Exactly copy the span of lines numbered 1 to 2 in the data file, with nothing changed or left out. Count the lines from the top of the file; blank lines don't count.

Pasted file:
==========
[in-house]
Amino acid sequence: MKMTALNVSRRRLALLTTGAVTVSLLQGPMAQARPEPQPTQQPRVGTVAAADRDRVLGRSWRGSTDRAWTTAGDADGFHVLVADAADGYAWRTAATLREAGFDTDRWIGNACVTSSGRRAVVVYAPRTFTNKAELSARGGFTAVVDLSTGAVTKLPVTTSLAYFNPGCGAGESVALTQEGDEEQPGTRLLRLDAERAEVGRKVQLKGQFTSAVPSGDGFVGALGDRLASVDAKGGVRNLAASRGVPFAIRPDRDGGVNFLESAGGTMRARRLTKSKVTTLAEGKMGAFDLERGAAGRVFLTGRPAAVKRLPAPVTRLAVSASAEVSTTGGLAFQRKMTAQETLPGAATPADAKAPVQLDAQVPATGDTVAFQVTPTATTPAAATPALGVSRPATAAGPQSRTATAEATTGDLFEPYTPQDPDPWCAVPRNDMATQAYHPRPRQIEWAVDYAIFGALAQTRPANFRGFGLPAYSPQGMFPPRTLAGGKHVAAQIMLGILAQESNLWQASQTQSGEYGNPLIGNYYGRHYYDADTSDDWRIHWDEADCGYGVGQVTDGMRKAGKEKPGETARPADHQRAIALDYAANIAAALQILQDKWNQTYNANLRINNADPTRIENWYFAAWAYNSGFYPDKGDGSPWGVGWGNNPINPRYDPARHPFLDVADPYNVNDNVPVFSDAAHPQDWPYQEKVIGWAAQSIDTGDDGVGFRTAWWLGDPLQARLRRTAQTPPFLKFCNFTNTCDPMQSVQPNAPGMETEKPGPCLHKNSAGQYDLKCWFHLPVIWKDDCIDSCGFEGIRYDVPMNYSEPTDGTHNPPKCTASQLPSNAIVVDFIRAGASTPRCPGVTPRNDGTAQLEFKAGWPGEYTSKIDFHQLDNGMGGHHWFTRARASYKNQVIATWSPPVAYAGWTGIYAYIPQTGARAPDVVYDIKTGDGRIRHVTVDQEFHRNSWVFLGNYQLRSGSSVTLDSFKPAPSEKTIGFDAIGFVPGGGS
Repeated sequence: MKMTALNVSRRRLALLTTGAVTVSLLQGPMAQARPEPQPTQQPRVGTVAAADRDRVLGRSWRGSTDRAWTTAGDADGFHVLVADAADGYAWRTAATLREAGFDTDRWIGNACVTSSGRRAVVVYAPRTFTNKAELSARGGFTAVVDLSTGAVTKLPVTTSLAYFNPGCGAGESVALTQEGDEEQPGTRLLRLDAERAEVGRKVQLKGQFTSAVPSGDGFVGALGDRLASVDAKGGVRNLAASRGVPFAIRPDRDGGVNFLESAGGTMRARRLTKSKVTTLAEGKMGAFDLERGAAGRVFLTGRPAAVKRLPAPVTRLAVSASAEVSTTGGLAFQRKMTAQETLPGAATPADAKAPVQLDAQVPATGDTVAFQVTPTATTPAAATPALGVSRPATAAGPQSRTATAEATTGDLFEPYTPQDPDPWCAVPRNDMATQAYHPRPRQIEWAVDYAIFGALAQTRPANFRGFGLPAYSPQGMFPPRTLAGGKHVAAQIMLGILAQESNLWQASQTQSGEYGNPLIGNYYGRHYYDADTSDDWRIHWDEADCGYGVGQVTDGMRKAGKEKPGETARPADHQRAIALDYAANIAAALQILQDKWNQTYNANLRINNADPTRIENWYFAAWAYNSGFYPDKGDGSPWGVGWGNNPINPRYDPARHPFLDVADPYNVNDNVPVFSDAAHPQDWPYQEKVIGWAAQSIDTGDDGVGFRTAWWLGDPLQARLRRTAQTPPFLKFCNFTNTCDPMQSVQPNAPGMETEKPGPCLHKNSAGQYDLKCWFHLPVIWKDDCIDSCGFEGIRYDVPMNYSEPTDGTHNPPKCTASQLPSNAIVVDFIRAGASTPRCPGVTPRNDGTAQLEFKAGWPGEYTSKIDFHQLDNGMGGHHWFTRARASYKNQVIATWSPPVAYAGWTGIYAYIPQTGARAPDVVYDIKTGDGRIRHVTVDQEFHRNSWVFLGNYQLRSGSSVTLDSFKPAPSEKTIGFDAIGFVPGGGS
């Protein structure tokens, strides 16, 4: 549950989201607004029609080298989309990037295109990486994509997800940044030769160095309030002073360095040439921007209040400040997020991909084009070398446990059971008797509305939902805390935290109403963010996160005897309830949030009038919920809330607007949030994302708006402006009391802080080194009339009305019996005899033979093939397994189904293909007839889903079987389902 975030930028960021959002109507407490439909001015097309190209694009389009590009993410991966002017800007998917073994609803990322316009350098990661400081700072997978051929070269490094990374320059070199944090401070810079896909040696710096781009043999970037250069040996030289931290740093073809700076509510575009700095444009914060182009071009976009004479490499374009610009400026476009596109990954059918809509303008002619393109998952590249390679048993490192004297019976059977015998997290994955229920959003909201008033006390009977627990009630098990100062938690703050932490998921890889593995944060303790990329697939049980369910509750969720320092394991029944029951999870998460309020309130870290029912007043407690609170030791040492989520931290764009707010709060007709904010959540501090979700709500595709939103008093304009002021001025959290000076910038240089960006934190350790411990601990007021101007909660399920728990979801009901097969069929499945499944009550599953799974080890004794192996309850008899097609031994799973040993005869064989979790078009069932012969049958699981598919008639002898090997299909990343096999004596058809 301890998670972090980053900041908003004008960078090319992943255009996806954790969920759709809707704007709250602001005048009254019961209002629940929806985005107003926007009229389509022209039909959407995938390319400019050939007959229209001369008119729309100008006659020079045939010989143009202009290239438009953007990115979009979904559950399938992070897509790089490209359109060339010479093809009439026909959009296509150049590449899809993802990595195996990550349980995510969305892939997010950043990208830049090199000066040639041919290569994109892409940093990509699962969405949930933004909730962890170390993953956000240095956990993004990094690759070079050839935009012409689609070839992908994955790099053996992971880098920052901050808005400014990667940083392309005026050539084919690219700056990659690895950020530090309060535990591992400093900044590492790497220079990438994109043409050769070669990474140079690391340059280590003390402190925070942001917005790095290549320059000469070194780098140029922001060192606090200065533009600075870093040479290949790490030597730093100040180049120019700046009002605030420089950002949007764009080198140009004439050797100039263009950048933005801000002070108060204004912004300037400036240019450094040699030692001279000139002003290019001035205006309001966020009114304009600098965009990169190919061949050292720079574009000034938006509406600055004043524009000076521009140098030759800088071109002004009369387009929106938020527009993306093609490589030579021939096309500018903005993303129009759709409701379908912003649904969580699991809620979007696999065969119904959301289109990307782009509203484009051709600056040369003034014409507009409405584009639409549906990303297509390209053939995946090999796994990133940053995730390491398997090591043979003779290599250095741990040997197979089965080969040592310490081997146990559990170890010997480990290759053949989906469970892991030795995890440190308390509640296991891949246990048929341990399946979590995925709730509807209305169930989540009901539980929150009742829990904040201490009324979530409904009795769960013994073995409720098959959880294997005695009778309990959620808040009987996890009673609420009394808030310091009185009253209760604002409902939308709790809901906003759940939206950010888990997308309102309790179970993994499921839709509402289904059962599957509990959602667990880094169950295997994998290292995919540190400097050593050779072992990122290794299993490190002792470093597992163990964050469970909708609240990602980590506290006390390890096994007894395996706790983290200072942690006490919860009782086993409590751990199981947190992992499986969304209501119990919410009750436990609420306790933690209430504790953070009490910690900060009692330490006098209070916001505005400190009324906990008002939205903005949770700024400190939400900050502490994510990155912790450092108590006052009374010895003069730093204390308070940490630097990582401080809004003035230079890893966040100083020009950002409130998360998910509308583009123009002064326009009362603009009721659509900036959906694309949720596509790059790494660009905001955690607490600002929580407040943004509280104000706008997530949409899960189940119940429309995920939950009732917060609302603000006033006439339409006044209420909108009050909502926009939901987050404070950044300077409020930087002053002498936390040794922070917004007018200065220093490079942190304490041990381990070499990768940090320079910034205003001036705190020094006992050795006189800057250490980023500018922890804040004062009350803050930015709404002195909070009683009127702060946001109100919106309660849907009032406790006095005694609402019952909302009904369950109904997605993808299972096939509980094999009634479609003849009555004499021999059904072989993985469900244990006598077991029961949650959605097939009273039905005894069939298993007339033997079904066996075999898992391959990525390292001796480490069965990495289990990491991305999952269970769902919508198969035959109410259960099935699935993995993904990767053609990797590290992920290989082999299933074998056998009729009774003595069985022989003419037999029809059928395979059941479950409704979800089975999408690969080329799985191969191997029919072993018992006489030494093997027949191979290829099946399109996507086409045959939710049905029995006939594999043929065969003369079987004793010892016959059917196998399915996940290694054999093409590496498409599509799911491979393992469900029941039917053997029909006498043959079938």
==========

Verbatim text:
[in-house]
Amino acid sequence: MKMTALNVSRRRLALLTTGAVTVSLLQGPMAQARPEPQPTQQPRVGTVAAADRDRVLGRSWRGSTDRAWTTAGDADGFHVLVADAADGYAWRTAATLREAGFDTDRWIGNACVTSSGRRAVVVYAPRTFTNKAELSARGGFTAVVDLSTGAVTKLPVTTSLAYFNPGCGAGESVALTQEGDEEQPGTRLLRLDAERAEVGRKVQLKGQFTSAVPSGDGFVGALGDRLASVDAKGGVRNLAASRGVPFAIRPDRDGGVNFLESAGGTMRARRLTKSKVTTLAEGKMGAFDLERGAAGRVFLTGRPAAVKRLPAPVTRLAVSASAEVSTTGGLAFQRKMTAQETLPGAATPADAKAPVQLDAQVPATGDTVAFQVTPTATTPAAATPALGVSRPATAAGPQSRTATAEATTGDLFEPYTPQDPDPWCAVPRNDMATQAYHPRPRQIEWAVDYAIFGALAQTRPANFRGFGLPAYSPQGMFPPRTLAGGKHVAAQIMLGILAQESNLWQASQTQSGEYGNPLIGNYYGRHYYDADTSDDWRIHWDEADCGYGVGQVTDGMRKAGKEKPGETARPADHQRAIALDYAANIAAALQILQDKWNQTYNANLRINNADPTRIENWYFAAWAYNSGFYPDKGDGSPWGVGWGNNPINPRYDPARHPFLDVADPYNVNDNVPVFSDAAHPQDWPYQEKVIGWAAQSIDTGDDGVGFRTAWWLGDPLQARLRRTAQTPPFLKFCNFTNTCDPMQSVQPNAPGMETEKPGPCLHKNSAGQYDLKCWFHLPVIWKDDCIDSCGFEGIRYDVPMNYSEPTDGTHNPPKCTASQLPSNAIVVDFIRAGASTPRCPGVTPRNDGTAQLEFKAGWPGEYTSKIDFHQLDNGMGGHHWFTRARASYKNQVIATWSPPVAYAGWTGIYAYIPQTGARAPDVVYDIKTGDGRIRHVTVDQEFHRNSWVFLGNYQLRSGSSVTLDSFKPAPSEKTIGFDAIGFVPGGGS